You mentioned wrasslers, back in the day (I know, I know) I use to Kick Box at Hess’ school in the suburbs of Ft. Laud. and there was a Pro Wrestling School right next door. From time to time some of us would go over there and mess around a bit. What people fail to realize is just how damned athletic those guys tend to be. Their school was equipped with about everything you would find in a gymnastics school and they spent a lot of time tumbling and flipping.

    The other thing is a lot of those guys are HUGE. I’m 5’11” at about 220 pounds and I looked like a little kid standing next to some of those dudes. There was also a large pile of ugly, heavy iron that they waded into with regularity. All in all, just big, strong, people who possessed real athleticism. … and lots of facial scar tissue as well I might add.

    Even though the good ones are experts at masking their cooperation in a lot of the sensational power moves it still takes a hell of a lot of power to manipulate another body and the ones who made it to the “Big Show” do it some 300 plus times per year … brutal.

    Great article again, my friend, and the 5 elements you noted are definite take-aways for anyone interested in their work out efforts producing more than a double look body come beach time.

    1. Wow Doc, you’ve got some great stories. Yes, I grew up loving wrestling (or wrasslin) and you’re right these guys are tremendous athletes and built like a bunch of tanks too!

      I know several of them that displayed overwhelming athleticism such as The Rock, The Ultimate Warrior, Ric Flair, Sting, etc. However, I think Bill Goldberg might have been the most explosive and strongest of them all. He played football for my alma mater UGA and was hell on the field even way back then.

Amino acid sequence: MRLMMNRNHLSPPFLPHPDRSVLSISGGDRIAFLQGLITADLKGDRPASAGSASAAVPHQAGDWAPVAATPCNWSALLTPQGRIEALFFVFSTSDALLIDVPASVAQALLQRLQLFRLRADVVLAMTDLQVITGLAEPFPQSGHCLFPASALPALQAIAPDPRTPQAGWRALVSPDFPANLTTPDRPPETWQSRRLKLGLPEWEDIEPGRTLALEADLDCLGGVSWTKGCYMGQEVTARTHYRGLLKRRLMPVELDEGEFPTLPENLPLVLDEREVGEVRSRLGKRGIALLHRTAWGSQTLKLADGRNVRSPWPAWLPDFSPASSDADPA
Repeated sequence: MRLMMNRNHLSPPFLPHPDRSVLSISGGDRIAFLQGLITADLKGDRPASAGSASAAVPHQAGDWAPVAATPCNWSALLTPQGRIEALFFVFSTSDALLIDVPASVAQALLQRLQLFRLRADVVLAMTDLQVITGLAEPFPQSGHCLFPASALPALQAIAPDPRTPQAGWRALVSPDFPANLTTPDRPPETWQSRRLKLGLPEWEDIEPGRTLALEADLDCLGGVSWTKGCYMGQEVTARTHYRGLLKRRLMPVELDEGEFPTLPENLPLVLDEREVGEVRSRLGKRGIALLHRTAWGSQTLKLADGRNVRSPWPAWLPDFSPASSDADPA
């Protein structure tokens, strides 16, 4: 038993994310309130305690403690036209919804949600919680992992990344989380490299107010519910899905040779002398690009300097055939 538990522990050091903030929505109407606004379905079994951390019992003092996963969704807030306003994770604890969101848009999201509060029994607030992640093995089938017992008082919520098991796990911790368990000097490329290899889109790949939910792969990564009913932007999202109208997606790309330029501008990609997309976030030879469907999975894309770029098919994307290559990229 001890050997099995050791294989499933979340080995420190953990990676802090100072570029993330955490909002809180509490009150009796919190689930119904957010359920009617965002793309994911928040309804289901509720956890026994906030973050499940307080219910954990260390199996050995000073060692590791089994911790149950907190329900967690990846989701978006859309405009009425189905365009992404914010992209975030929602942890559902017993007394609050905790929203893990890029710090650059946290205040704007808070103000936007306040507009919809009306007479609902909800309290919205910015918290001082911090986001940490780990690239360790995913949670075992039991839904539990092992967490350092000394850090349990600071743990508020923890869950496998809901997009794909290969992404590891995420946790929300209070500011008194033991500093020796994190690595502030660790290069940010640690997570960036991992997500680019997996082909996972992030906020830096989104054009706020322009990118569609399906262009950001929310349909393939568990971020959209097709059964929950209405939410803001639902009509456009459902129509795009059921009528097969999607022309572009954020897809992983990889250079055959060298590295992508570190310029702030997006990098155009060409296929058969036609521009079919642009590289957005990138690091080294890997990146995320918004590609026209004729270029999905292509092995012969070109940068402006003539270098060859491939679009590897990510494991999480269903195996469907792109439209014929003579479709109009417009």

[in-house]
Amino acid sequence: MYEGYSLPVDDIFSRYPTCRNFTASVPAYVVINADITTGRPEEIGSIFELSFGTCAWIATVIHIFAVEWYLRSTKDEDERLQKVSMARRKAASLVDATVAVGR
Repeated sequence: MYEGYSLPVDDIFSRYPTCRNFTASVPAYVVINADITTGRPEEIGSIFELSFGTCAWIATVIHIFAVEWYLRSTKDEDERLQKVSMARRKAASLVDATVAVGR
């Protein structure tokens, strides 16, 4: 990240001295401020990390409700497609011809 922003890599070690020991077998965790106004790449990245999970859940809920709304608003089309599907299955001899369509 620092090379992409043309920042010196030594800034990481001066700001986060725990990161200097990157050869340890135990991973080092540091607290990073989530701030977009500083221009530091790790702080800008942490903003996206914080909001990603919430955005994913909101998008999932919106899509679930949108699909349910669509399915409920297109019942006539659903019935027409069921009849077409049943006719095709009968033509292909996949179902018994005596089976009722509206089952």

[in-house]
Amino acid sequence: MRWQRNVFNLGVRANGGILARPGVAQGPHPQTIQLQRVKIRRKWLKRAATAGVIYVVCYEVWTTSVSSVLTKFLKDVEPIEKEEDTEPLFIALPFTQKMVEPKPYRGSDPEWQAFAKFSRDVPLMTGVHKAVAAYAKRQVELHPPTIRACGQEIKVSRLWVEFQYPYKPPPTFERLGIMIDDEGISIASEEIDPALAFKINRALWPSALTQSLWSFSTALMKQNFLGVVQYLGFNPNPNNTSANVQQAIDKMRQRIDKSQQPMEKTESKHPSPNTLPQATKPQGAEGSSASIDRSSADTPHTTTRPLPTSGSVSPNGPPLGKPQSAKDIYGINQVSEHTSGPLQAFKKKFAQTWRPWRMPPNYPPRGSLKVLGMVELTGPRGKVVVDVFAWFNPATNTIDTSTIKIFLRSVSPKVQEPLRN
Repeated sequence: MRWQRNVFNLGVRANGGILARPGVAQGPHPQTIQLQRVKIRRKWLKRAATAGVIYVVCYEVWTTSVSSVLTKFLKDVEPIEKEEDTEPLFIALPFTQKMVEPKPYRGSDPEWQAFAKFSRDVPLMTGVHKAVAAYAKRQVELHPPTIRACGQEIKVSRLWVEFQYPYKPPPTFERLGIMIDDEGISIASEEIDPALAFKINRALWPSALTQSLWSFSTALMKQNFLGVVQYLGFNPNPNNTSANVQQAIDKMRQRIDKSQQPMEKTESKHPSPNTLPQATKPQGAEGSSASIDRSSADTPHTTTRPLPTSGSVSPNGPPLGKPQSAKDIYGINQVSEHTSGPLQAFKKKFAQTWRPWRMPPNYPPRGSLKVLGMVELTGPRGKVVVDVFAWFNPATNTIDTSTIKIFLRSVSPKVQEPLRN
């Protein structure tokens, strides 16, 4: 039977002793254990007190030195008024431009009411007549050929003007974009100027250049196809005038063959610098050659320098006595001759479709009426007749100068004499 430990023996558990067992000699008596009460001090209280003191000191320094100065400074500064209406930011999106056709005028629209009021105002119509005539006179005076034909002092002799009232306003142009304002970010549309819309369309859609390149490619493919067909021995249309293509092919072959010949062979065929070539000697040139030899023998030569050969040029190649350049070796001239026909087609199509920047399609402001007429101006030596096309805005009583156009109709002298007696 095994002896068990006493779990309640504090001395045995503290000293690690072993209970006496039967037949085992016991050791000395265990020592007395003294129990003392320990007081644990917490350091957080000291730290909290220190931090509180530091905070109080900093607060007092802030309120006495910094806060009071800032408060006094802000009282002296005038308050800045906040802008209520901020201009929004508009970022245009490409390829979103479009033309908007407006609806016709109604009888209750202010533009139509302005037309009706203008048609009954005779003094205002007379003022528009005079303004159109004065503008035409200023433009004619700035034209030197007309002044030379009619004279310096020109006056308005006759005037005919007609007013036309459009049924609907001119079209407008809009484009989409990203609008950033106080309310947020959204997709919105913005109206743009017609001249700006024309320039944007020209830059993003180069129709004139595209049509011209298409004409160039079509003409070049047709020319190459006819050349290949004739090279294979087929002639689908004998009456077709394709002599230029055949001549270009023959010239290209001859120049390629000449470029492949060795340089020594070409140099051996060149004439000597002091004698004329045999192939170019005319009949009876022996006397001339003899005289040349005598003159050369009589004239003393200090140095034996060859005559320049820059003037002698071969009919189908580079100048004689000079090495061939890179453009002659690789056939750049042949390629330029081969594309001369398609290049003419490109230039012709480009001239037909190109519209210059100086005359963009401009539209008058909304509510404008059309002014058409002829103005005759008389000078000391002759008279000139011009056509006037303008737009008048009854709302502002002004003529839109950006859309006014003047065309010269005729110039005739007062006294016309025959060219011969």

There is no doubt he had pretty much mastered the Power Principle.

      To your point too I have followed this 5 step formula and applied it to both myself and my students for the past 12 years. It’s a tried and tested method that delivers every time.

      I thought you might like this one. Oh and by the way Doc, I stand at about 6′ and weigh about 195 right now. I can get up over 200, but I like to stay lean. Since you got me by about 20 lbs. I might have to start in on some GVT to catch up on some extra mass. 🙂 Thanks again Doc!

  2. I’m working to strip down to 210 and will meet you there. I have no need for the mass I’m currently carrying and at 210 I feel light and strong. Time for me to let go of some beach muscle and go with feel.

    1. That sounds like a plan! By the way I’m working on some more of those workouts. I’ve posted one titled “The Gambler.” The next one is a work in progress. Just going with the flow sounds good to me Doc and I think I might stay around 195 for now.